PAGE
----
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bringing the future

27 February 2010 no comment

I’m watching the news as a tsunami generated by a magnitude 8.8 earthquake has just impacted Chile.  One cannot “prepare” for an earthquake itself – our science isn’t that good yet.  But we can prepare for the effects of the earthquake, and the situations that will invariably arise afterward.

Yesterday, there was a 7.0 in Japan (Okinawa), and a 5.2 followed.  While these were small in comparison to today’s, they were both still thrust-fault earthquakes (located along a subduction zone).  These terms probably mean nearly nothing to anyone else; I have acquired a geek-level interest in disaster geology, and have become quite knowledgeable regarding earthquakes and volcanoes.  The point of that knowledge, however, is understanding what they do to the planet, and subsequently what they do to the people living around them.  I am amazed that people do not understand the planet they live on.  I was watching a live Twitter feed, and the comments that were coming through were laughable:

Not safe to live anywhere…

This raises the question: What is the plan in case of emergency for Americans living in Okinawa?

dang.. not again?

Holy cow Earth, give us a break.

No, in the planetary scheme of things, it ISN’T safe to live anywhere.  The moment you start thinking it is, you start preparing yourself to become a victim.  “Not again?”  Does this person think that earthquakes are just going to go away?  Our living planet, despite its potential to kill us at any moment, keeps us all alive for the very same reasons.  Plate tectonics has been churning since a planet crashed into ours over four billion years ago, and has been renewing Earth and making a (mostly-) hospitable place for us to live.  Fortunately, the Earth does “give us a break” between calamities.  That’s why we prepare.  And for the “plan in case of emergency for Americans living in Okinawa?”  Your safety is YOUR responsibility.  Rely on the government or charitable agencies and you will become the kind of statistic we experienced after Katrina.  Fortunately, Tweets of wisdom came through as well.  This from the Portland Office of Emergency Management:

Magnitude 7 EQ off of Okinawa, Japan is a good reminder to prepare with your family. Start by talking, then make a plan & get supplies

Perfect rule for life in general.  How many people make fun of the Boy Scouts’ motto: Be Prepared?  What’s the first thing that soldiers do upon enlistment? Basic training.  With events in our recent history like 9/11 and Katrina, Americans have no excuse for not being prepared.  We learned how to “shelter in place” during the Anthrax attacks and dirty bomb scares.  And every single thing we learned is a basic rule of life – we even have a name for one of the rules: the Rule of Three.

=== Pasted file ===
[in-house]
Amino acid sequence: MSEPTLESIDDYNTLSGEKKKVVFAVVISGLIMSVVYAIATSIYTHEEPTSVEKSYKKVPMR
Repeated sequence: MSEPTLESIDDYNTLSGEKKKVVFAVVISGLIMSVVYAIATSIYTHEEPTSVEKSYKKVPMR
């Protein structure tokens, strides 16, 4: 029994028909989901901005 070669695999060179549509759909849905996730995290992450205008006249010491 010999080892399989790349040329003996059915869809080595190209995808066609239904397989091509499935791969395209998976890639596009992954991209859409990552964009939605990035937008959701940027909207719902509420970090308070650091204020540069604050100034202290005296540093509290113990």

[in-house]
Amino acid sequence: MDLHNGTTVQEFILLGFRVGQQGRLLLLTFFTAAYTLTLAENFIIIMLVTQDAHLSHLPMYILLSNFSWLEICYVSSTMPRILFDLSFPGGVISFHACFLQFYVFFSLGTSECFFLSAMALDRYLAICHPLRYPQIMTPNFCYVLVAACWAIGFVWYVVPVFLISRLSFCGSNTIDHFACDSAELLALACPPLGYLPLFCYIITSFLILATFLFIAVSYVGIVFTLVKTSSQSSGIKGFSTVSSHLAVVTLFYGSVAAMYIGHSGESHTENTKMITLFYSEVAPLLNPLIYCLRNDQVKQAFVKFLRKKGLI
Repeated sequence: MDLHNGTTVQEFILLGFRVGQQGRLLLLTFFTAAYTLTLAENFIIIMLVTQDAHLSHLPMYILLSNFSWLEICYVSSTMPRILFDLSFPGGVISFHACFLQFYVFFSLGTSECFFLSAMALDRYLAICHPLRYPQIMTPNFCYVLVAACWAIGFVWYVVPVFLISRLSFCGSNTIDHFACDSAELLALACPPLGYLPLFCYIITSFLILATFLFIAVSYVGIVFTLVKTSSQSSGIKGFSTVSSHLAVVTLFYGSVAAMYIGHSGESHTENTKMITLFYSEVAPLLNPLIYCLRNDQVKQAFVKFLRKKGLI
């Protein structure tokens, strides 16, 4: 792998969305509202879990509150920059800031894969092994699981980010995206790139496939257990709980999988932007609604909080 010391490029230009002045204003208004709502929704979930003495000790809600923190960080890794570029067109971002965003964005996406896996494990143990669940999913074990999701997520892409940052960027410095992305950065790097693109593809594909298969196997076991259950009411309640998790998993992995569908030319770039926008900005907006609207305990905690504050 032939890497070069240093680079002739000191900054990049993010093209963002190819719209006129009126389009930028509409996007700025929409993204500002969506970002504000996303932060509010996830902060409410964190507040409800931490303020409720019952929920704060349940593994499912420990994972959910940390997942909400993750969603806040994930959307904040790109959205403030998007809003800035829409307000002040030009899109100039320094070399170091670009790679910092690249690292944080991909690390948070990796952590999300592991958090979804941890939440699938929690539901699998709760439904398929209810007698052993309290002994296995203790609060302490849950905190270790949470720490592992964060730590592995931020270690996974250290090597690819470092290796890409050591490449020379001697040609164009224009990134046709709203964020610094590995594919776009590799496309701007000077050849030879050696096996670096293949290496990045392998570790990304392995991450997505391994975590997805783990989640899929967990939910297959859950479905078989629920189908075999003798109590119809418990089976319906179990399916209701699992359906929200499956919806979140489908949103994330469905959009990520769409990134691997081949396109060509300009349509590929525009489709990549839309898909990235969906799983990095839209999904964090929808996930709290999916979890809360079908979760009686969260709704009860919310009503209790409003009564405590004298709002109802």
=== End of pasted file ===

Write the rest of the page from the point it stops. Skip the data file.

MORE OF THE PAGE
Humans likely will not survive more than three minutes without air.

Humans likely will not survive more than thirty minutes submerged in cold water.

Humans likely will not survive more than three hours exposed to extremely low temperatures.

Humans likely will not survive more than three days without water.

Humans likely will not survive more than three weeks without food.

Humans likely will not survive more than three months without personable human contact.

The government has helped, in a lot of ways.  Ready.gov is actually a great site to start learning.  Your state’s (and city’s) Office of Emergency Management will have very good info on what to do (and the threats you face) in your area.  But as I said above: your safety and well-being is up to you.  There is a sobering truism in emergency situations – it is likely that someone is going to die.   There are a host of ways that you can minimize the risk of that someone being you.

A program on the History channel, After Armageddon, details in a very graphic and chilling fashion what would happen after a real global pandemic (hemorrhagic fever).  Worth watching, but don’t watch if you’re not ready to start planning.

A final quote from the Portland OEM:

The nation’s infrastructure is in poor shape even before disaster strikes. How long can you live w/out water, power?

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